Now a days, I find myself just generalizing how everything is going, and if I’m really feeling saucy, I might give a couple of stories to back up my reasoning. It’s not that I don’t have time to update those around me anymore, I just find that the older I get, the more private I’m becoming. The irony since I literally post weekly blogs about my personal life and my views, but whatever. And I don’t mean to say that in a secretive way. I’m not hiding anything, and I still overshare a lot with my close friends, but not all things need to be shared all the time. Nobody has the time to be updating everyone on everything. The important things will come out, as well as the funny and small things if it’s relevant.
I have a really bad habit of isolating myself when I’m going through something stressful. There is literally no in between for me – it’s either I’m telling detail for detail, every story, every step of the way, or I say absolutely nothing about the matter until much time has passed. Even in my writing, I realized I write about things after the fact, when everything is said and done and over with already. It’s exactly what happened with my older sister. She couldn’t believe everything I had bottled up inside and dealt with alone. I tend to isolate when I’m so stressed out that venting out to someone seems like more work than relief. I’m so lazy that if I don’t tell you the very first thing in the story, I probably won’t say anything until it’s relevant because I don’t want to start from the beginning when too many things have accumulated to the present day.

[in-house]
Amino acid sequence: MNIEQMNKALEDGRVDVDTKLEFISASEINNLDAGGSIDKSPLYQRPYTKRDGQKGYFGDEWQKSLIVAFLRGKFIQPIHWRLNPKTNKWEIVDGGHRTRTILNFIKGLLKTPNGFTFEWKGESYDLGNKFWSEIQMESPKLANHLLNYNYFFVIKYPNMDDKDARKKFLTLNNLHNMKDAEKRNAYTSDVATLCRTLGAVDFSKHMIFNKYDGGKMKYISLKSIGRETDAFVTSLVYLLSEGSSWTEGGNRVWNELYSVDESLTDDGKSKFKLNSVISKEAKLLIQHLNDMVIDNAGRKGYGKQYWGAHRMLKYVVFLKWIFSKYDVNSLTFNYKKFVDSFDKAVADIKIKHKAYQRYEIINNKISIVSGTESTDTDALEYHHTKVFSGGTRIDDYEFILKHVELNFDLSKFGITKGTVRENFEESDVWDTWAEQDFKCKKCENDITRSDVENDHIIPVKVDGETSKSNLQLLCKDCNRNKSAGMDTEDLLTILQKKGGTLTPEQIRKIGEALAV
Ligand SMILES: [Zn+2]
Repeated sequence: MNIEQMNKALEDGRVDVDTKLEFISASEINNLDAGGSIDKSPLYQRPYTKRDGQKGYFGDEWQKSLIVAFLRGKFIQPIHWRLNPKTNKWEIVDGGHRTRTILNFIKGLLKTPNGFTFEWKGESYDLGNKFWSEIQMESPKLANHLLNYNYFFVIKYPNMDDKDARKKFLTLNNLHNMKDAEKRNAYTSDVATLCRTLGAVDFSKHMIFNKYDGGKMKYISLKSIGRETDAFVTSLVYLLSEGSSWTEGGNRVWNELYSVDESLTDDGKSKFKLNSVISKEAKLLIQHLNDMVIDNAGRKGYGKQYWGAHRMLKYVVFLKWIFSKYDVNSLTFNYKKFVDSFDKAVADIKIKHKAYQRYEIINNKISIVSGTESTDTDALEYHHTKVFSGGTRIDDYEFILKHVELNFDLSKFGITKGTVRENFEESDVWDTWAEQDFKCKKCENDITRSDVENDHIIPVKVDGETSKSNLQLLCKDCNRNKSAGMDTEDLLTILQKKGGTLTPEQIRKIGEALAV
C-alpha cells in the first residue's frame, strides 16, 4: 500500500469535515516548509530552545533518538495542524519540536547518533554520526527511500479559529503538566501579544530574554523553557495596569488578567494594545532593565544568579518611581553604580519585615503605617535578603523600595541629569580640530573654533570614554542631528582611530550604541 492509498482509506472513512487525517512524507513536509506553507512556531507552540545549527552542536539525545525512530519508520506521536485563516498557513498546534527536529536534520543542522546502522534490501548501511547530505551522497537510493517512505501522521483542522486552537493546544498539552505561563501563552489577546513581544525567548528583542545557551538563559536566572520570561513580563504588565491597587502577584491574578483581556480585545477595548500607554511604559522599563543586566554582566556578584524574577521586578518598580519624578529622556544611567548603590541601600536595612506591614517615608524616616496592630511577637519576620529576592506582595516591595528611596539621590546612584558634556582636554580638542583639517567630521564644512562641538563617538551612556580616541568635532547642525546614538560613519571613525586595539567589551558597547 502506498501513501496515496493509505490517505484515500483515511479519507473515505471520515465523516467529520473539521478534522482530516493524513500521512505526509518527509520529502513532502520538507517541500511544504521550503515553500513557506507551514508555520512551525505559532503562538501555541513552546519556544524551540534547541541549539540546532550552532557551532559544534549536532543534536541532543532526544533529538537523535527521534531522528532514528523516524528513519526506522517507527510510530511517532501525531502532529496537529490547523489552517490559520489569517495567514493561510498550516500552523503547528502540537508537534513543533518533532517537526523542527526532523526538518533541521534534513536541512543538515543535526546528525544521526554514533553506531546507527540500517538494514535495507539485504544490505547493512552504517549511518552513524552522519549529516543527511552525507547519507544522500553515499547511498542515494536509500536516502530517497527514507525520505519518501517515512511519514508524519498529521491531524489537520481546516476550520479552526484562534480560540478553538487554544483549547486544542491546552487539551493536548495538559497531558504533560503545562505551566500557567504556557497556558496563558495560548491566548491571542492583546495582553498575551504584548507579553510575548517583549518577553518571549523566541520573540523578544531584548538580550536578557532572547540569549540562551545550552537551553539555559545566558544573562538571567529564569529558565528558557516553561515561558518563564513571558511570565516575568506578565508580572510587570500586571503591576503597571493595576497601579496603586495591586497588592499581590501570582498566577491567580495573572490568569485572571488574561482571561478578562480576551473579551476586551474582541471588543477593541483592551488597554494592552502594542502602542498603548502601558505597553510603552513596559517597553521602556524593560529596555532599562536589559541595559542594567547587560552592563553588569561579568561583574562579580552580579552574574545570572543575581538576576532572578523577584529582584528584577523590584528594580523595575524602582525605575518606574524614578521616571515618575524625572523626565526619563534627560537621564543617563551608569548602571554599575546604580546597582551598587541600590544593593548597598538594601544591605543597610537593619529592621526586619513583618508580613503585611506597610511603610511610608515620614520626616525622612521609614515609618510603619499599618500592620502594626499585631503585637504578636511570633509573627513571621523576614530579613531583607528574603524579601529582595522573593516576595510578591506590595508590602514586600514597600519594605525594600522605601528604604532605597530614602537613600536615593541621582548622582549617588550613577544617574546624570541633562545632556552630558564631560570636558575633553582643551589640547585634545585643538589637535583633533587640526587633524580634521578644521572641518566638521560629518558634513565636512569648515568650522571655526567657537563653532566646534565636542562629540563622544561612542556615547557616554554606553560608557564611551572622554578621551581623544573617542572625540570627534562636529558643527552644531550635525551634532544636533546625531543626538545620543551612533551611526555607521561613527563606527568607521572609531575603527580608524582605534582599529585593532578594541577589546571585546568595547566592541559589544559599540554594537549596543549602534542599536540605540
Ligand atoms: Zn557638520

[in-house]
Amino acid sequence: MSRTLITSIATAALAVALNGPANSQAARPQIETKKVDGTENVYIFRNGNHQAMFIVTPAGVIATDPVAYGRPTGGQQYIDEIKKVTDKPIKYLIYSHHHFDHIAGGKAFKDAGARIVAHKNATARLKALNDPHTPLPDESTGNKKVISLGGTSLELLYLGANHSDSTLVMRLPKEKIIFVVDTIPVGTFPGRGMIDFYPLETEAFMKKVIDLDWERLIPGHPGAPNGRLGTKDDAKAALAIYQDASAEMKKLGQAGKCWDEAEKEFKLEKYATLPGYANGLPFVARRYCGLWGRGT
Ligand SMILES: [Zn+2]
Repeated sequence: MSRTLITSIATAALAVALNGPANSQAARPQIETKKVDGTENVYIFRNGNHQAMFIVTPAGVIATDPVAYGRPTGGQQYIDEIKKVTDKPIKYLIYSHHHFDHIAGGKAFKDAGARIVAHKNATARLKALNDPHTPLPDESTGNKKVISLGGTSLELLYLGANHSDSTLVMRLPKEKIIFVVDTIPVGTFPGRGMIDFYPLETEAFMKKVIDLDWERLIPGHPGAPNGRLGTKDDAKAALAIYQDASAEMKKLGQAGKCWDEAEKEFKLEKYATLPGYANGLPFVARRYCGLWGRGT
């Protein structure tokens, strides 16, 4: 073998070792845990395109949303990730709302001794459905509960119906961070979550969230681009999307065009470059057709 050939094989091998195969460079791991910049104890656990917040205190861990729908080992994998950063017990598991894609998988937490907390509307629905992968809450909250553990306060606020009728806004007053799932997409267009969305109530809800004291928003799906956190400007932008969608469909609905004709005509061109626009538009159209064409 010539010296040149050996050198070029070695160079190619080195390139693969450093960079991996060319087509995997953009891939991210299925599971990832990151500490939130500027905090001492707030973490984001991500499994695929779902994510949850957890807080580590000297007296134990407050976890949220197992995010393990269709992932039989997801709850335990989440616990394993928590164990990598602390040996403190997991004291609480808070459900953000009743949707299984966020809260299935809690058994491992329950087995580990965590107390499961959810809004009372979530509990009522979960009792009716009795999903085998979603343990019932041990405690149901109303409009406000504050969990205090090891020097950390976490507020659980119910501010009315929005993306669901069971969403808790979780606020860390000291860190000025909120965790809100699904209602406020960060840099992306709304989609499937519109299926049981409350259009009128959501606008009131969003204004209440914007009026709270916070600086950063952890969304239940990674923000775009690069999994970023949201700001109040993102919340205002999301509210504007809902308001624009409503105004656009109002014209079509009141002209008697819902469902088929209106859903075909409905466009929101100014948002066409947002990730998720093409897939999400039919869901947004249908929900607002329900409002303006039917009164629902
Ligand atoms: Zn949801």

When I find myself in a pickle, I turn to those closest to me for advice. When I really thought about it though, I don’t go to people for help. Instead, I go to them to vent, to be heard, to say how I really feel in the moment. I’m not necessarily expecting to be given an answer on what to do, I just want to let it all out. For me, I realized that as I get older, I bottle everything inside until I’m pushed to the edge and need to go on a venting rage. Only then will every single detail be shared and every story be told. I literally wait for the situation to fall apart or boil over to some extent before I notify anyone. And even then, I’m not asking for help, I’m just saying how I feel out loud.